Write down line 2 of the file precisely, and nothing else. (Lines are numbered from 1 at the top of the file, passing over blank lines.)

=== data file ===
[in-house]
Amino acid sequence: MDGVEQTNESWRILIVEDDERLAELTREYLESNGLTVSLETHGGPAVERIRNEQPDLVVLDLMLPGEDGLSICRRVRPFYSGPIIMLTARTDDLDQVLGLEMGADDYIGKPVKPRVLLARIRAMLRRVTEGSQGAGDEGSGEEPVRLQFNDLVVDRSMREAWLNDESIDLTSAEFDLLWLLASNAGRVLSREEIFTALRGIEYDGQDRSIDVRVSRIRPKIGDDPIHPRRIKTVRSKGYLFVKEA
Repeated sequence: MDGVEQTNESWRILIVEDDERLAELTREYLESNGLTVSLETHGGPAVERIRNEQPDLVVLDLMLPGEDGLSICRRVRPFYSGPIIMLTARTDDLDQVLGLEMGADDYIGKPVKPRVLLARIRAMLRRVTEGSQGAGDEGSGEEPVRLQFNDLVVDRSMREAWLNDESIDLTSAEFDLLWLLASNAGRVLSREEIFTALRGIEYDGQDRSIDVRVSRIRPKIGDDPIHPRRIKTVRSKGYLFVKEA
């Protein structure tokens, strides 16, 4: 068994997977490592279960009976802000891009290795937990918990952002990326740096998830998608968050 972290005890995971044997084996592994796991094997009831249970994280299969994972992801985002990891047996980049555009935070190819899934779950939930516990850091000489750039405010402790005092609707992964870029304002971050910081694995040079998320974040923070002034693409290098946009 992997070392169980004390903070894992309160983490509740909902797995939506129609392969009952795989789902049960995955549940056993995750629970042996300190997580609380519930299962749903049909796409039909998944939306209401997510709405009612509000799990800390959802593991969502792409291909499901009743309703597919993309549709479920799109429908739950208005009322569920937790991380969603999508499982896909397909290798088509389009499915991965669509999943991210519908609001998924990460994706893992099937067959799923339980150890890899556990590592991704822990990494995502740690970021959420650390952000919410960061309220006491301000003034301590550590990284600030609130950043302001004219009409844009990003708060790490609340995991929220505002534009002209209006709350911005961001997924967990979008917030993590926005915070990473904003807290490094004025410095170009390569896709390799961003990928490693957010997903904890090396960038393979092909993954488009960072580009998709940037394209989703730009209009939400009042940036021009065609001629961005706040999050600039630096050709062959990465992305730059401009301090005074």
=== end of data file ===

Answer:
Amino acid sequence: MDGVEQTNESWRILIVEDDERLAELTREYLESNGLTVSLETHGGPAVERIRNEQPDLVVLDLMLPGEDGLSICRRVRPFYSGPIIMLTARTDDLDQVLGLEMGADDYIGKPVKPRVLLARIRAMLRRVTEGSQGAGDEGSGEEPVRLQFNDLVVDRSMREAWLNDESIDLTSAEFDLLWLLASNAGRVLSREEIFTALRGIEYDGQDRSIDVRVSRIRPKIGDDPIHPRRIKTVRSKGYLFVKEA